When it comes to clothes, I’m a normal guy. I just want to walk into a store, grab something that fits, buy it (What, try it on? Are you kidding!?), and head home. Well, that’s what I want to do. I’ve learned over the years that just because something should fit doesn’t mean that it will fit. It’s the same with Linux servers. Sure, they’re all built on the same code base and can run the same applications, but one may fit you perfectly while another may make you look like a clown.
So, how can you tell which is which? Well, let’s start with that basic question you should bring to any computing decision: “What is it that you really want to do?”
Corporate Business Use
Let’s say you have a company with several hundred to several tens of thousands of users. What do you want? This one is actually a pretty easy call. Your first choice should be Red Hat Enterprise Linux.
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Red Hat has big business support down to a fine art, and it’s easy to find certified technicians, administrators, and engineers who know their way around RHEL. It’s also supported on a wide variety of hardware. Whether you’re running x86 servers on racks, blade servers, IBM POWER systems, or mainframes, there’s a RHEL for you. In short, Red Hat is the gold standard of business Linux.
Is RHEL is too expensive for your taste? Well, you get what you pay for, but there are two other worthy business Linux distributions that deserve corporate attention. These are Oracle Linux and SUSE Linux Enterprise Server (SLES).
Oracle Linux is essentially a copycat version of RHEL. While I know a few people who prefer it to its parent distribution, most of the folks I know who’ve tried it find little to recommend it over RHEL. SLES, on the other hand, has a handy setup and administration tool, YaST, that I find very useful for setting up branch office-sized deployments.
Let’s say you already have a real team of Linux experts on staff who aren’t wedded to RHEL, Oracle, or SLES. In that case, you might want to consider Debian. This is a community Linux, but, for those who know its ins and outs, it works extremely well. Debian is not, however, a Linux for non-experts.
Small Business Use
OK, let’s say you have only a few hundred people in your organization. Or a few dozen. Heck, maybe it’s just you and the dog. What do you do now? Well, all the choices above are still valid. Here, though, I see it as being more of a dead heat between RHEL and SLES for your IT dollars. In my experience, RHEL is easier to manage on numerous servers scattered across multiple locations, but SLES has always done well for me in small offices. I recommend trying them both and making up your own mind.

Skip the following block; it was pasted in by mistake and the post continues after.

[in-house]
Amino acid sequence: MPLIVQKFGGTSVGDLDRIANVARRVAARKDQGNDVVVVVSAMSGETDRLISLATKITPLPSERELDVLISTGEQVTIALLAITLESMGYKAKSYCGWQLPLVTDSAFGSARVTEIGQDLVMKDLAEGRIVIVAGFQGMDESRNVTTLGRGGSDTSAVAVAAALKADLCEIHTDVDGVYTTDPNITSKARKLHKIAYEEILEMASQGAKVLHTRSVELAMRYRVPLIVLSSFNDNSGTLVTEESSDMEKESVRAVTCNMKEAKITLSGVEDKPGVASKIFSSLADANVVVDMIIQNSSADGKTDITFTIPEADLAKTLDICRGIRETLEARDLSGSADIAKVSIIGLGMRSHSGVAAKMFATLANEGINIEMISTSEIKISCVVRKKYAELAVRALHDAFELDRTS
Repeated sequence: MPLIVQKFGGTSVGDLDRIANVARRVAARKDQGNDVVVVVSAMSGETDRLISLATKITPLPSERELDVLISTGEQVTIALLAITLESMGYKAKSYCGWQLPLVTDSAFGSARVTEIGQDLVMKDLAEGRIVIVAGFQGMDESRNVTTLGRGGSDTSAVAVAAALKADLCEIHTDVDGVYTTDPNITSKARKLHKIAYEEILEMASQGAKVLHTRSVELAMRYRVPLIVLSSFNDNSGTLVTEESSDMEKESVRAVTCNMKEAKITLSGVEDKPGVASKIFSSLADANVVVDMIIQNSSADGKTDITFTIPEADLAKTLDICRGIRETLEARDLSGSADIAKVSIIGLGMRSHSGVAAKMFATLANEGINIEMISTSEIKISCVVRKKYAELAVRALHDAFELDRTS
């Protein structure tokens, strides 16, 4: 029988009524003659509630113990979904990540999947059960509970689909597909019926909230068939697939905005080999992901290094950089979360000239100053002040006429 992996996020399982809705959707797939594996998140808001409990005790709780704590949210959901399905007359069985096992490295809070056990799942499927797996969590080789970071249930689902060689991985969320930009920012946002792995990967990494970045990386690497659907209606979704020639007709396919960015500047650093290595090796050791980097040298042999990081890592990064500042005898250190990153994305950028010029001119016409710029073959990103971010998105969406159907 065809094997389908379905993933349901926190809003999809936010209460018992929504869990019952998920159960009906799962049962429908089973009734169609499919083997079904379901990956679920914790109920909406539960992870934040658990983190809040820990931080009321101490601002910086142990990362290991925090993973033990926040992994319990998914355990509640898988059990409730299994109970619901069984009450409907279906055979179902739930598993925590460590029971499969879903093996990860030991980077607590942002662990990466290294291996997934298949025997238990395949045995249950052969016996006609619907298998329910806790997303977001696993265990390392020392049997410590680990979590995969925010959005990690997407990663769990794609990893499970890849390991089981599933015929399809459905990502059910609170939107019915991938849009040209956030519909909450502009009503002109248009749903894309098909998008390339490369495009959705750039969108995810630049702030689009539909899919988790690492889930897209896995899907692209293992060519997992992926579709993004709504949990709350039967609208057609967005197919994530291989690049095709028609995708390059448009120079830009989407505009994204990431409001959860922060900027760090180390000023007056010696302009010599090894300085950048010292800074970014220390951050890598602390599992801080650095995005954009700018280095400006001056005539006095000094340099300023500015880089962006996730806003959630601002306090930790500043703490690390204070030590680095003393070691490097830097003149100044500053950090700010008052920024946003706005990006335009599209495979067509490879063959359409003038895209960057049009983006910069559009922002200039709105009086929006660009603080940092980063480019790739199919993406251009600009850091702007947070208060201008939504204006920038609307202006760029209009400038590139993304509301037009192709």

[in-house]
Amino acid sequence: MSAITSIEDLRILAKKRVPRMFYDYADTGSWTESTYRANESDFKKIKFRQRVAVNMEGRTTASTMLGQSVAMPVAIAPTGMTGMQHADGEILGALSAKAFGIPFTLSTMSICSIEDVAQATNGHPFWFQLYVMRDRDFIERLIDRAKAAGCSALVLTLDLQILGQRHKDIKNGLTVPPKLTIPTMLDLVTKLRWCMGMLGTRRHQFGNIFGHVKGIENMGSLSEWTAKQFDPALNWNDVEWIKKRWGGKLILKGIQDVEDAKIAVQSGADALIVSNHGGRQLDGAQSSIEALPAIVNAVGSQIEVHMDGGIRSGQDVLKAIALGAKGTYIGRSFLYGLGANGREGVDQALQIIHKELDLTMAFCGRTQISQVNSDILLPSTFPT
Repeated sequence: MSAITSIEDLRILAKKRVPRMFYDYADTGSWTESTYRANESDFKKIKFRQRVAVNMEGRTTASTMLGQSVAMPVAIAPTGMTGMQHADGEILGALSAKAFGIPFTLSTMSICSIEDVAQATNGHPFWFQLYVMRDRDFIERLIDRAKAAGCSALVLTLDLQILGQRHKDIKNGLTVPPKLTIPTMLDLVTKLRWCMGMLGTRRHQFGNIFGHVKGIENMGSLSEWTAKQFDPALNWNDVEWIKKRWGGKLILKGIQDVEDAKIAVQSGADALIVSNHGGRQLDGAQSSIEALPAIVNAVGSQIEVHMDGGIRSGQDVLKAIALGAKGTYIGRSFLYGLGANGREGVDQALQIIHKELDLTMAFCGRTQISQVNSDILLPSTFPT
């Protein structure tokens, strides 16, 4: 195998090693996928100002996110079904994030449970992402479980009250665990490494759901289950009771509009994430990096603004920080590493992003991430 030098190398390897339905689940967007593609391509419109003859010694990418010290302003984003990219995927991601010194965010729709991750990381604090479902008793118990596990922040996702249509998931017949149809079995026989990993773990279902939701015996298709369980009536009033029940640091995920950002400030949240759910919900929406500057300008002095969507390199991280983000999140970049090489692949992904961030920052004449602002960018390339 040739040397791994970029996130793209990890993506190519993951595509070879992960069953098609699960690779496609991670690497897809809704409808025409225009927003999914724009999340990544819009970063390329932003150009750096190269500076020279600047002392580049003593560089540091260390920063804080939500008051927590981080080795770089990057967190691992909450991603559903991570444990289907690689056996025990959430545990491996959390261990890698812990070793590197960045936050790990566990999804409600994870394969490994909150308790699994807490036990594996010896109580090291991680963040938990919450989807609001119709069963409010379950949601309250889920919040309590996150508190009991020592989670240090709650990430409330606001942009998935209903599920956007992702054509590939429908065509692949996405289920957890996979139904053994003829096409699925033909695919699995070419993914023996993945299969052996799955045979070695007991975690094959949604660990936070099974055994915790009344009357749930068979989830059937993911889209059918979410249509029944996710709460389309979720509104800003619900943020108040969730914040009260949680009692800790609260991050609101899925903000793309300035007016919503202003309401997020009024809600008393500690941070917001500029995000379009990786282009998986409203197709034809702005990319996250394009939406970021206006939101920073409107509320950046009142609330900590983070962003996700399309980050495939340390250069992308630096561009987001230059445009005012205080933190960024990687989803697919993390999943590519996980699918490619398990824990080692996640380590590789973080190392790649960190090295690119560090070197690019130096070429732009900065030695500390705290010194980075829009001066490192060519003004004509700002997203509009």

At this point, if you already have some strong Linux administrators at hand and you want to save some money, I’d recommend looking into Red Hat and SUSE’s community distributions as well: Fedora and openSUSE, respectively. What you won’t get with either is support from their sponsoring companies. In other words, you’re on your own with these distributions. But, if your IT staff know Linux well, you may not need help for the demands of a small business. For my own small office — twenty desktops and four servers — openSUSE works just fine.
What about Ubuntu, the brand of what may be the most popular of the desktop Linux distributions? There’s Ubuntu Linux Server as well. You could use Ubuntu Server for bigger businesses, but for enterprise-sized loads I prefer knowing that I have a company behind me, like Oracle, Red Hat, or SUSE, that has lots of experience in dealing with data-center sized installations. For a rack or two of servers (at most), Ubuntu should do just fine.
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